The deadly virus named Nipah has struck over the state of Kerala and is taking away lives of many people. Till now the death toll has risen to ten and more than 25 persons have been hospitalised with fever and suspected symptoms of encephalitis associated with Nipah virus. The virus is spreading very fast and soon it will also be taking the other parts of the country in its grip. So one needs to be very careful and should have an understanding what exactly the Nipah virus is, what are its symptoms and what precautions one have to take.
What is Nipah Virus ?
Nipah Virus was first observed in Malaysia and Singapore in 1998 and 1999. It first appeared in domestic pigs and has been found among several species of domestic animals including dogs, cats, goats, horses and sheep. It is a Zoonosis, means it affects both animals and humans. The natural host of the virus are fruit bats of the Pteropodidae Family, Pteropus genus. It has got its name from the village Sungai Nipah in Malaysia where it was first reported when farmers working with the pigs got infected from it. In India it was first reported in 2001 and then in 2007. Seventy-one cases with 50 deaths were reported during the two outbreaks. Both the times, the disease was reported in areas of West Bengal bordering Bangladesh
What are the Symptoms of Nipah virus and how it spreads?
The infection presents as an encephalitic syndrome marked by fever, headache, drowsiness, disorientation, mental confusion, coma, and potentially death. The virus can be transferred from a human through close contact, body fluids, saliva and cough.
It can be transmitted via direct or indirect contact with host animals (generally fruit bats or pigs) or via contact with other Nipah virus-infected persons. Doctors say fruit bats are the carriers of the virus and humans consuming fruits or vegetable half-eaten by the fruit bats could lead to spread of the virus.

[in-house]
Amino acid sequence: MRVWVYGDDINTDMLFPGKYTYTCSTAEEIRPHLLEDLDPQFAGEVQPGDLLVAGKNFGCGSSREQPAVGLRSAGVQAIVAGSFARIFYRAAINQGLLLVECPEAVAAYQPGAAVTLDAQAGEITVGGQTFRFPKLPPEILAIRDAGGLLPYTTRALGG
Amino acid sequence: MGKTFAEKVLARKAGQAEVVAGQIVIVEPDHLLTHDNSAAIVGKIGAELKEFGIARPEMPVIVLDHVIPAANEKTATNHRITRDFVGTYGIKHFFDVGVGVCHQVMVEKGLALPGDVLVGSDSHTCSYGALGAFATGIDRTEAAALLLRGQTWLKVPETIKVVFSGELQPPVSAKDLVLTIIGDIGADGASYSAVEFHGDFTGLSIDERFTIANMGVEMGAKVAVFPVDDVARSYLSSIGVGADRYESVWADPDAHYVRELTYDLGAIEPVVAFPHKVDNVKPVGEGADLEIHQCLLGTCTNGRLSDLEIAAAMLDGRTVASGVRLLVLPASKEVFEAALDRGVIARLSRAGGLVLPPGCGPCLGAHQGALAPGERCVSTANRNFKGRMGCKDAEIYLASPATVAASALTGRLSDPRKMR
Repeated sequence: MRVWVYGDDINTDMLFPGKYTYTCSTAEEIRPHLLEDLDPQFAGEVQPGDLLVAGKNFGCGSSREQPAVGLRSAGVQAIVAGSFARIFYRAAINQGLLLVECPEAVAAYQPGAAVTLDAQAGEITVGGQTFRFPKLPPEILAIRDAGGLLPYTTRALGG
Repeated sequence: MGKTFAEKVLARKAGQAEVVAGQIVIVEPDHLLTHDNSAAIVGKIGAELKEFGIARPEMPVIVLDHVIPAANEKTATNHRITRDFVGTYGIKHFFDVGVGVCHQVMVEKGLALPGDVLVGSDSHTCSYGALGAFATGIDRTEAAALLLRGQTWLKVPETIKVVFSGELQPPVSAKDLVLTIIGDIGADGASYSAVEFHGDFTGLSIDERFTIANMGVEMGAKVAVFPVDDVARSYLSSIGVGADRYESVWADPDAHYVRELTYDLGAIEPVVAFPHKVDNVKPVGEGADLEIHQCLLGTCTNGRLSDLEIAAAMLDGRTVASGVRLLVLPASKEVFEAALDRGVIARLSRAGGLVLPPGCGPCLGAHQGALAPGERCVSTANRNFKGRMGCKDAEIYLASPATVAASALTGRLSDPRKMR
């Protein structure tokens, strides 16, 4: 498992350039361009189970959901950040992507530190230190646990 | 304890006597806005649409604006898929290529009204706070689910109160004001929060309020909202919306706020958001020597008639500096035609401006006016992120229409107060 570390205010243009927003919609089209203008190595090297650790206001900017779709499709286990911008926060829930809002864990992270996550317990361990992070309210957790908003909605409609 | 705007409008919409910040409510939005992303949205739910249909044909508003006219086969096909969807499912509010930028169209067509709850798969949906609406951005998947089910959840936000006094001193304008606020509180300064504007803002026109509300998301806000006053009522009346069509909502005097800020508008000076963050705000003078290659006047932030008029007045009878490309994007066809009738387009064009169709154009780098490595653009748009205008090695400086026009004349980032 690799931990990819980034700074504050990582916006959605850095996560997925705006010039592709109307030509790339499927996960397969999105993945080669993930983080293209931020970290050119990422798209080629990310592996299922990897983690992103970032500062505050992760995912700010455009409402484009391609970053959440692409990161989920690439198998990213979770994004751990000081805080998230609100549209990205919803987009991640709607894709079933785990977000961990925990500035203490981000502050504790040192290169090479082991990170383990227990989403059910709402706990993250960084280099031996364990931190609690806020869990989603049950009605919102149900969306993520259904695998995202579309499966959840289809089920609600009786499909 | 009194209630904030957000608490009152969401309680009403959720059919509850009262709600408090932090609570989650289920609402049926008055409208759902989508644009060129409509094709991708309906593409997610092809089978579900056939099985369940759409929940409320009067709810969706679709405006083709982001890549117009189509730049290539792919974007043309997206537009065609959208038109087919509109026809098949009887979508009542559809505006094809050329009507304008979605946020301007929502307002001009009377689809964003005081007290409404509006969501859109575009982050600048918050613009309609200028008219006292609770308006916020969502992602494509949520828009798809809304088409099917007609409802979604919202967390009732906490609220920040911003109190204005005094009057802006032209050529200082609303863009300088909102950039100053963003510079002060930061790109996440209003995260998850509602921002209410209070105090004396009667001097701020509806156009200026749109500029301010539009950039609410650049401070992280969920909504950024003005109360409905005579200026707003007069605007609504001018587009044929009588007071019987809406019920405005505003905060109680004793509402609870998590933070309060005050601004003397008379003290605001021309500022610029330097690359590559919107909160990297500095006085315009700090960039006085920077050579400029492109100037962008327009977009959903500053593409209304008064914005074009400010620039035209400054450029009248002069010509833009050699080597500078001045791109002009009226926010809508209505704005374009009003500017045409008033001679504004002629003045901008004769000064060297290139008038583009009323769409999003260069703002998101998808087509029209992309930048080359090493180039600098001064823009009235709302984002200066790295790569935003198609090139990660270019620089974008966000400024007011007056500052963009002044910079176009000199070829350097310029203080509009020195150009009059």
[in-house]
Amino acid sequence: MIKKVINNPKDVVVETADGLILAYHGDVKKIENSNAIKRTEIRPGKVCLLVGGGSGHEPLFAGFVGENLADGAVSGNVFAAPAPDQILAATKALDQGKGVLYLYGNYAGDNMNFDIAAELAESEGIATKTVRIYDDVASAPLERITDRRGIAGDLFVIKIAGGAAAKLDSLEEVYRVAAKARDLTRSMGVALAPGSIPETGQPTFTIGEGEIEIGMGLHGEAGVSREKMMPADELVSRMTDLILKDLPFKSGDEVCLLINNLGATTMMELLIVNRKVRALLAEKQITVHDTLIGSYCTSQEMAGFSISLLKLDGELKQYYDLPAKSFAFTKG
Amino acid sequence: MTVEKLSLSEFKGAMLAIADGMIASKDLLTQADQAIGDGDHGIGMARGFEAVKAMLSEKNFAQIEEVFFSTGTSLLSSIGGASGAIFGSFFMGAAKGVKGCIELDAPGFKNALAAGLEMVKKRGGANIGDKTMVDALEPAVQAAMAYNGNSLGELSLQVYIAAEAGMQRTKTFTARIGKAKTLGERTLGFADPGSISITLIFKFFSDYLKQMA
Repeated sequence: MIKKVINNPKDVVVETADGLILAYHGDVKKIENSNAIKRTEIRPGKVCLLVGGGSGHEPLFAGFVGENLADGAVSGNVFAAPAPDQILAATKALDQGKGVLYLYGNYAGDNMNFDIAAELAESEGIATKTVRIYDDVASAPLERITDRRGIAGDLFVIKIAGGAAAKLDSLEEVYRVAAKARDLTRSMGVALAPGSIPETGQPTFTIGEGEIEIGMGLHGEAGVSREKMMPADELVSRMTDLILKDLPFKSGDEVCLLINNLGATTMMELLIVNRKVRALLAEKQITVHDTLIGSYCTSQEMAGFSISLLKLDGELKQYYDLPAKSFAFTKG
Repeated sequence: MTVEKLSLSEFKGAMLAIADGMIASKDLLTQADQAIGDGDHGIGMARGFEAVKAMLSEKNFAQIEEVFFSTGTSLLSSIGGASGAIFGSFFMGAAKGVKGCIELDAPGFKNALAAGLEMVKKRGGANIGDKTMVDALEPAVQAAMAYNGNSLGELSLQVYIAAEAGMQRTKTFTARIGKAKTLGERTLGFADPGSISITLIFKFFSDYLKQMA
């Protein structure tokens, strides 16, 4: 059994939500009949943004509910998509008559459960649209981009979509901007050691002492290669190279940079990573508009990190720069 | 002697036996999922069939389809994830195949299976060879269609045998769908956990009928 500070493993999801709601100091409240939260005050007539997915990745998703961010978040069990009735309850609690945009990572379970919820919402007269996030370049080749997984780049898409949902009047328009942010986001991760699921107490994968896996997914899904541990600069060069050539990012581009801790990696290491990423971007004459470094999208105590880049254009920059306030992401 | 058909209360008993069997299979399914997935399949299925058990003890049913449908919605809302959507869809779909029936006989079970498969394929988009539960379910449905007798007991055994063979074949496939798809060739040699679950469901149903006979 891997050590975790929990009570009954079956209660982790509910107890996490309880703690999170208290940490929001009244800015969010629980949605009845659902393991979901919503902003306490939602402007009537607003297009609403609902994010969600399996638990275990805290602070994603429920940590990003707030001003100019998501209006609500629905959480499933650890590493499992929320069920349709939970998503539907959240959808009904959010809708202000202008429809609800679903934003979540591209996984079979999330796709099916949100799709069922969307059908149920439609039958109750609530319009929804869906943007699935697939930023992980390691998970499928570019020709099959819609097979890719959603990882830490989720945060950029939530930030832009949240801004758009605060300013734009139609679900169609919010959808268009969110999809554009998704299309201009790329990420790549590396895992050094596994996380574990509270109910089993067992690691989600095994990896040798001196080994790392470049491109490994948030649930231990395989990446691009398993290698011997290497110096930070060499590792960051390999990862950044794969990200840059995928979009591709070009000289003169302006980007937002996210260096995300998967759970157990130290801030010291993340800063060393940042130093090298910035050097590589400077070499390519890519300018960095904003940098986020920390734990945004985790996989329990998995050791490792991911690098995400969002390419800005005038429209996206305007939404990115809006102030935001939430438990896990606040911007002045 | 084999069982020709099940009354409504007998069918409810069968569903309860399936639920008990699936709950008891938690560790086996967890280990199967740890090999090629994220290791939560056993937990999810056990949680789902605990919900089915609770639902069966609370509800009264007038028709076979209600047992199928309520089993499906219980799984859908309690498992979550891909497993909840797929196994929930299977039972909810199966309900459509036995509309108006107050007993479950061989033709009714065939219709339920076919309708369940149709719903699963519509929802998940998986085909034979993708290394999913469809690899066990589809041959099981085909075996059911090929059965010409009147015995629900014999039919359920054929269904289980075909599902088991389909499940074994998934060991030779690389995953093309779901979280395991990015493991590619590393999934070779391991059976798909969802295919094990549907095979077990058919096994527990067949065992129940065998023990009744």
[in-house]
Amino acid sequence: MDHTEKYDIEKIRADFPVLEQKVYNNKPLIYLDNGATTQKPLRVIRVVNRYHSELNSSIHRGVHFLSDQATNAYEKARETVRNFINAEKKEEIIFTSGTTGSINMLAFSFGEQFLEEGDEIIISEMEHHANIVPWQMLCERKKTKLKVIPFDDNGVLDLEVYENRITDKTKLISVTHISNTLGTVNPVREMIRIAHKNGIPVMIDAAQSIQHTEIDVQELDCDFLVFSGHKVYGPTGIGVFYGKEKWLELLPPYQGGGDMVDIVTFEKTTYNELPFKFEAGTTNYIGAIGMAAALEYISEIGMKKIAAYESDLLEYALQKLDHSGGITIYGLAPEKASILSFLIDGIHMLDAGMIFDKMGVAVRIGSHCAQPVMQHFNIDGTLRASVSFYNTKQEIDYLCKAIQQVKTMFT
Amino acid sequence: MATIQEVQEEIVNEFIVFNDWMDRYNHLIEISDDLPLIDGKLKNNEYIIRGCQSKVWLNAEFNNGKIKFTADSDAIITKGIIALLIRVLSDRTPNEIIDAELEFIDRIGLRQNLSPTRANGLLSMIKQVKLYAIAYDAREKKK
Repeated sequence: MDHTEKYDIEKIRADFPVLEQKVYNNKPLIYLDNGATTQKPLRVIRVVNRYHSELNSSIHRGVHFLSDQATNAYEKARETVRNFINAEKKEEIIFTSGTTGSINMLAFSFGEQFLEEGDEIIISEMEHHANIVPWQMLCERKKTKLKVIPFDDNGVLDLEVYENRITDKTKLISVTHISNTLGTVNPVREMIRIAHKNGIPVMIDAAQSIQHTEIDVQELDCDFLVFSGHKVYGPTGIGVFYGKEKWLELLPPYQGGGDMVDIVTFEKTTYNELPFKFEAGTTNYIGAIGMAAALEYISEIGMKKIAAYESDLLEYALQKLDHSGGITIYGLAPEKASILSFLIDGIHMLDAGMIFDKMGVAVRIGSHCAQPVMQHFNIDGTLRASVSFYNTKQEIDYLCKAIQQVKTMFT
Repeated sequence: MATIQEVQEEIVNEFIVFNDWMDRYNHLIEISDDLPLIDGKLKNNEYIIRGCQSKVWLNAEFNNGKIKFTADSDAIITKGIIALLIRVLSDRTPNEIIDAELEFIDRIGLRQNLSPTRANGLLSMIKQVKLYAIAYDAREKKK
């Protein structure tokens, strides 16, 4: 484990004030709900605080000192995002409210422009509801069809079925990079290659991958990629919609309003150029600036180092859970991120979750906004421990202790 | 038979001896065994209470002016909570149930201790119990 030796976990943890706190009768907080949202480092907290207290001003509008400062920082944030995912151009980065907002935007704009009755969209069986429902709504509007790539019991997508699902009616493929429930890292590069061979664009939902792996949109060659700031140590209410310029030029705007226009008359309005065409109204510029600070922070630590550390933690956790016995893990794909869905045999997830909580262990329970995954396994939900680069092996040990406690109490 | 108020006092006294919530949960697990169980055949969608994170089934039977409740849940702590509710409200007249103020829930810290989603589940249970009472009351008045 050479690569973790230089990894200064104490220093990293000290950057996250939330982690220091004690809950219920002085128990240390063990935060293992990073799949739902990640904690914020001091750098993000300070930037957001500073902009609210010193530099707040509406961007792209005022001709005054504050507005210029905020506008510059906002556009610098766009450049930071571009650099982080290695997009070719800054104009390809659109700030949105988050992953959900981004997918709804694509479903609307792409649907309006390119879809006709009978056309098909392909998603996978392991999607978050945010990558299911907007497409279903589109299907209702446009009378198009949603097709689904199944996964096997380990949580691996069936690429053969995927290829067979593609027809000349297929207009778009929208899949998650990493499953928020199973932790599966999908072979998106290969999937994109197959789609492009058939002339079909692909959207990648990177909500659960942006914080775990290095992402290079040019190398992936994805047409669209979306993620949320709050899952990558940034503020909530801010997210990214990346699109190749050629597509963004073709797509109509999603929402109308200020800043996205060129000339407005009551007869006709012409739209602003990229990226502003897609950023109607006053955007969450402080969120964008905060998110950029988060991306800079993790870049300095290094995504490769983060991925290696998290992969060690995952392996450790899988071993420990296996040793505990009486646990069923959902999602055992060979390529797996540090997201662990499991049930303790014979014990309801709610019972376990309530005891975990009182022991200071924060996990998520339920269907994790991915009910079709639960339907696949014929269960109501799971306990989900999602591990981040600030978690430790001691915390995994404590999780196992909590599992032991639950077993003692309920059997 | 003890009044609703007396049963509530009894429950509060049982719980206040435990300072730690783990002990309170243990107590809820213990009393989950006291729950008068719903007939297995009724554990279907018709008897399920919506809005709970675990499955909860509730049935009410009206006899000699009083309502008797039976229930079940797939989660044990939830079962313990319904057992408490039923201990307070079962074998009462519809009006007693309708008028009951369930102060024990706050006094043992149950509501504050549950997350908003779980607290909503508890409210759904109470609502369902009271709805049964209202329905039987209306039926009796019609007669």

There is no proven vaccine. Nipah is treated with intensive care and can be controlled from spreading.The farm animal should be prevented from eating fruit contaminated by bats as they are the main cause of infection.
Medical officials who are looking after the patients with suspected or confirmed NiV should take basic precautions like washing hands, using a gown, cap mask and wearing gloves. For laboratory personnel, Nipah virus is classified internationally as a biosecurity level (BSL) 4 agent. BSL 2 facilities are sufficient if the virus can be first inactivated during specimen collection.
In case of animals, wire screens can help prevent contact with bats when pigs are raised in open-sided pig sheds. Run-off from the roof should be prevented from entering pig pens. Early recognition of infected pigs can help protect other animals and humans. Due to the highly contagious nature of the virus in swine populations, mass culling of seropositive animals may be necessary.
Nipah outbreaks mostly between December and May but has shown itself to have a relatively high mortality rate. Morbidity and mortality rates due to Nipah or Nipah-like virus encephalitis, South-East Asia Region, 2001-2012. (Source: WHO/South East Asia)
Source : Republic World